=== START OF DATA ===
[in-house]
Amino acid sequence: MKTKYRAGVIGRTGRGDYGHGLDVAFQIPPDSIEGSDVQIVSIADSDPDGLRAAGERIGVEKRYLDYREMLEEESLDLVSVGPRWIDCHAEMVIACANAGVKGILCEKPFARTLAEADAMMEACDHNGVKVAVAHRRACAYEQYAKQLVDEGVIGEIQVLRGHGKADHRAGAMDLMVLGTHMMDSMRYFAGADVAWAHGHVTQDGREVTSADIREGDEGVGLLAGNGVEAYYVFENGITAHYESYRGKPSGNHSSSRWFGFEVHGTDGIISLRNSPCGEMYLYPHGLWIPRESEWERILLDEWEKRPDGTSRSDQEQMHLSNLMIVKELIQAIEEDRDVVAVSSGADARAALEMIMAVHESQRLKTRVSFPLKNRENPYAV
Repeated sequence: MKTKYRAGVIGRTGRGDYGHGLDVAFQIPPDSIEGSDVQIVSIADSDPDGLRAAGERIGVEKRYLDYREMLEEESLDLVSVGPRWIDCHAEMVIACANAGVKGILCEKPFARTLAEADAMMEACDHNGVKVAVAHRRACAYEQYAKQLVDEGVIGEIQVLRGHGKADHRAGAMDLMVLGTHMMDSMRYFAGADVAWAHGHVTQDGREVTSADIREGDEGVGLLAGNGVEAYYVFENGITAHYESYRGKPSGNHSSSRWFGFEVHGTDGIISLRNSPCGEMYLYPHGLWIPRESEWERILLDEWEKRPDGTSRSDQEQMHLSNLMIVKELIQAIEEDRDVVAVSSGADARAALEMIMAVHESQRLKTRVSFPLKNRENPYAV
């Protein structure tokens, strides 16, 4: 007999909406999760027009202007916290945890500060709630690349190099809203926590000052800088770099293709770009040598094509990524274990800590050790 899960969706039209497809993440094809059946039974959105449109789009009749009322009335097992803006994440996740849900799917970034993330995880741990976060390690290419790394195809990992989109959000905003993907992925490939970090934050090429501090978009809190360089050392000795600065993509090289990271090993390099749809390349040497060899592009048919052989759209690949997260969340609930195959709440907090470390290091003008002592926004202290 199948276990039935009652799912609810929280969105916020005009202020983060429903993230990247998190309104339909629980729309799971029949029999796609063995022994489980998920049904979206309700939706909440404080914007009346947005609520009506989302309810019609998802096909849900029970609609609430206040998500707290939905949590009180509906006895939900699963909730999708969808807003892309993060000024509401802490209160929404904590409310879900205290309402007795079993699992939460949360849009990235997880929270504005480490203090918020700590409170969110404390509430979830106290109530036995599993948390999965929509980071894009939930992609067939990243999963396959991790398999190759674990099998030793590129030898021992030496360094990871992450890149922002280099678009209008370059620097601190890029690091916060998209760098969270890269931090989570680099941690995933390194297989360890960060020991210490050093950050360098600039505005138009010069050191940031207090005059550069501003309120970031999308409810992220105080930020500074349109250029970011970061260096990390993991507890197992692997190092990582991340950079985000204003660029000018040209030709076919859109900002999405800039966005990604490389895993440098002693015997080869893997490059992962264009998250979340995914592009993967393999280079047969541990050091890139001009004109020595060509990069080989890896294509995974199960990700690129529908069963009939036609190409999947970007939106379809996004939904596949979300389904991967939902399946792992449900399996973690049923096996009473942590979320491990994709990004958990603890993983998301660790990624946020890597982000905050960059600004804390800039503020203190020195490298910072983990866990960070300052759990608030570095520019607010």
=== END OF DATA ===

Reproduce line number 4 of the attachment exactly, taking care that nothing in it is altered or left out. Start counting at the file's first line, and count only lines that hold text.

């Protein structure tokens, strides 16, 4: 007999909406999760027009202007916290945890500060709630690349190099809203926590000052800088770099293709770009040598094509990524274990800590050790 899960969706039209497809993440094809059946039974959105449109789009009749009322009335097992803006994440996740849900799917970034993330995880741990976060390690290419790394195809990992989109959000905003993907992925490939970090934050090429501090978009809190360089050392000795600065993509090289990271090993390099749809390349040497060899592009048919052989759209690949997260969340609930195959709440907090470390290091003008002592926004202290 199948276990039935009652799912609810929280969105916020005009202020983060429903993230990247998190309104339909629980729309799971029949029999796609063995022994489980998920049904979206309700939706909440404080914007009346947005609520009506989302309810019609998802096909849900029970609609609430206040998500707290939905949590009180509906006895939900699963909730999708969808807003892309993060000024509401802490209160929404904590409310879900205290309402007795079993699992939460949360849009990235997880929270504005480490203090918020700590409170969110404390509430979830106290109530036995599993948390999965929509980071894009939930992609067939990243999963396959991790398999190759674990099998030793590129030898021992030496360094990871992450890149922002280099678009209008370059620097601190890029690091916060998209760098969270890269931090989570680099941690995933390194297989360890960060020991210490050093950050360098600039505005138009010069050191940031207090005059550069501003309120970031999308409810992220105080930020500074349109250029970011970061260096990390993991507890197992692997190092990582991340950079985000204003660029000018040209030709076919859109900002999405800039966005990604490389895993440098002693015997080869893997490059992962264009998250979340995914592009993967393999280079047969541990050091890139001009004109020595060509990069080989890896294509995974199960990700690129529908069963009939036609190409999947970007939106379809996004939904596949979300389904991967939902399946792992449900399996973690049923096996009473942590979320491990994709990004958990603890993983998301660790990624946020890597982000905050960059600004804390800039503020203190020195490298910072983990866990960070300052759990608030570095520019607010």